In Ireland, there are still treasures and artifacts to find and mysteries to solve. When it comes to new activities there is the Trade Post whereby players will go around the map to liberate them and build them up in the same manner as the settlements. These trade posts will offer passive resources that include Clothing, Texts, Delicacies & Luxuries that can be used to complete contracts with Azar. The more contracts the player completes results in Dublin’s reputation for commerce climbing to new heights. I mean it’s an interesting new activity that tries to fill in the gap as to how settlement buildings were expected to be in the main game but doesn’t really feel satisfying in the long run and it’s just really keeping in line with how Ubisoft presents these busywork activities. It literally feels like an unfun chore that you brainlessly complete just because.
One of my biggest issues with Valhalla was how there were pockets of really fascinating side quests or just seemingly random happenstances in the game which do try to provide a micro-narrative as to why things are the way they are in the world but ultimately felt so insignificant in the bigger picture. It just really made me as a player feel that the game was so huge and that parts of it can just feel so much better than others but not necessarily cohesively fit in the total package. The best example of this would be how yet again in this expansion there is a secret group in the shadows doing sinister things but ends up being a by the numbers hunt. Also, how is it possible that the developers really haven’t noticed by now how obvious the character models always give away who the head honcho of the secret society is.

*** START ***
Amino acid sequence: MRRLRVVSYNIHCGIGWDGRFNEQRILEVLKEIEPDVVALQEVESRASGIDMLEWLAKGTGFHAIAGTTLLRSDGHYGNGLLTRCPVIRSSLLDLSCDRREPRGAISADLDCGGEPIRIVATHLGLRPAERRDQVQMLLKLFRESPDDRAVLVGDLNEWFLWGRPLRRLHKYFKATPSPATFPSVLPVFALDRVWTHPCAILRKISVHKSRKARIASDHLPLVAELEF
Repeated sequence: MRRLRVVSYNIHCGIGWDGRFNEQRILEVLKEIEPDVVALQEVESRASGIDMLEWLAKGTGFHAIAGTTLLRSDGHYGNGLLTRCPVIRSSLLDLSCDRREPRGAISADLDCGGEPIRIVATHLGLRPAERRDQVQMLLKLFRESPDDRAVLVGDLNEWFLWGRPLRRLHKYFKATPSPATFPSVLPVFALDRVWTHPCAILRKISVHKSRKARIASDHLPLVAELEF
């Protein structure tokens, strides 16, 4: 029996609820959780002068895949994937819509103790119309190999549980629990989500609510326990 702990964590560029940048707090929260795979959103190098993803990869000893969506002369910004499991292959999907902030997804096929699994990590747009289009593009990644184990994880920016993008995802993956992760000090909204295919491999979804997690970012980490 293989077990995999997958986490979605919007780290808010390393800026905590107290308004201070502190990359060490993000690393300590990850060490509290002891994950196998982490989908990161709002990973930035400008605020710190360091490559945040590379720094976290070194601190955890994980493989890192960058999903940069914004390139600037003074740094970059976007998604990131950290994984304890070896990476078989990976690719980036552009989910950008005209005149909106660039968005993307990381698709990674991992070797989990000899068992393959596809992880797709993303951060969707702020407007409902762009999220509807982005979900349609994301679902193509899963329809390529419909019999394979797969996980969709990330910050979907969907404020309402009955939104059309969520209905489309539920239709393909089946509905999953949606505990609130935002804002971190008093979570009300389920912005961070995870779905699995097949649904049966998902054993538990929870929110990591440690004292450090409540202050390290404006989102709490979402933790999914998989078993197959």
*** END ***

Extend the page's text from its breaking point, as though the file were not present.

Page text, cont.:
When it comes to the main quest story in Wrath of the Druids, I also can’t help feeling really let down. I mean you would think that with the expansion itself being called Wrath of the Druids that it would lean heavily into Druid mythology, but it doesn’t. It is still mostly just a political merry go round of trying to stabilize the region by doing the exact same things you did in other regions except for another new activity using Pigeon Carriers which grants quests that build favours with the local region king. That feels so half-baked as I only did it twice because the story mandated it and just never bothered afterwards at all. Then you go through the same motions as you have before and the expansion ends.
The new characters like Ciara, Barid and Flann Sinna are interesting but ultimately feel unmemorable. I think I would probably remember Ciara the most just purely because of her beautiful singing and nothing else.
What I Thought Was Just Okay
- Story – It fits as well as every other region narrative thread but doesn’t really stand out as being essential.
- Gameplay – New activities are introduced together with old ones but ultimately just serves their purpose of passing the time.
The Past Is Our Past And Not Our Future
It’s ironic how that was a line spoken by one of the characters in this expansion that fits well as to how I feel about it. It is another solid effort by the team but ultimately what does it build on? Eivor’s journey was an exceptional one but it really did go on for far too long. I actually tried to look at it from multiple perspectives such as maybe the game was designed as a journey meant to span weeks or months of playtime so the player can always come back to it but never get burnt out but honestly that’s just wishful thinking. It was just too much of a good thing and this expansion is meant to slot into that already long journey. Sure it looks great and plays well enough but it doesn’t really bring anything new to the table and doesn’t feel essential at all. However, if you are a player that loved the entire experience of Valhalla from start to finish it is definitely going to scratch that itch. If you are one of those players that did feel burnt out, it’s just an easy pass because at the end of the day Wrath of the Druid just feels solidly uninspired.